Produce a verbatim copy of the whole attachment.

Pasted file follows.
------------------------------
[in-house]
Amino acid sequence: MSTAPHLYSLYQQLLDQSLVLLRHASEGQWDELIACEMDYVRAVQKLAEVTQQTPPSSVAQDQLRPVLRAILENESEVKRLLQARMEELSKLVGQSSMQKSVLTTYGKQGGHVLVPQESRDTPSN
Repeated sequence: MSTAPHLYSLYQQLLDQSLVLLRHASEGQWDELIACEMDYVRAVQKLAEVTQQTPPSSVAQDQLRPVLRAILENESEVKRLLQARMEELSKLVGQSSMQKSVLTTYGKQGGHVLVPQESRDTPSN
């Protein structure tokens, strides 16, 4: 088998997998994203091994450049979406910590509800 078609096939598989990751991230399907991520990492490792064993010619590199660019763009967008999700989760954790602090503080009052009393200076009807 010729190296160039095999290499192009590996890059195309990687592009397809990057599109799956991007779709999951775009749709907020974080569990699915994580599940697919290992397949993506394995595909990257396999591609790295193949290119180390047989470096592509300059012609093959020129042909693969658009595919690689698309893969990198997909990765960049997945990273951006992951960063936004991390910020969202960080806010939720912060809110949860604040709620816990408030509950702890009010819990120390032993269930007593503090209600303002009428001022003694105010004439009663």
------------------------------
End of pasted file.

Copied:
[in-house]
Amino acid sequence: MSTAPHLYSLYQQLLDQSLVLLRHASEGQWDELIACEMDYVRAVQKLAEVTQQTPPSSVAQDQLRPVLRAILENESEVKRLLQARMEELSKLVGQSSMQKSVLTTYGKQGGHVLVPQESRDTPSN
Repeated sequence: MSTAPHLYSLYQQLLDQSLVLLRHASEGQWDELIACEMDYVRAVQKLAEVTQQTPPSSVAQDQLRPVLRAILENESEVKRLLQARMEELSKLVGQSSMQKSVLTTYGKQGGHVLVPQESRDTPSN
């Protein structure tokens, strides 16, 4: 088998997998994203091994450049979406910590509800 078609096939598989990751991230399907991520990492490792064993010619590199660019763009967008999700989760954790602090503080009052009393200076009807 010729190296160039095999290499192009590996890059195309990687592009397809990057599109799956991007779709999951775009749709907020974080569990699915994580599940697919290992397949993506394995595909990257396999591609790295193949290119180390047989470096592509300059012609093959020129042909693969658009595919690689698309893969990198997909990765960049997945990273951006992951960063936004991390910020969202960080806010939720912060809110949860604040709620816990408030509950702890009010819990120390032993269930007593503090209600303002009428001022003694105010004439009663």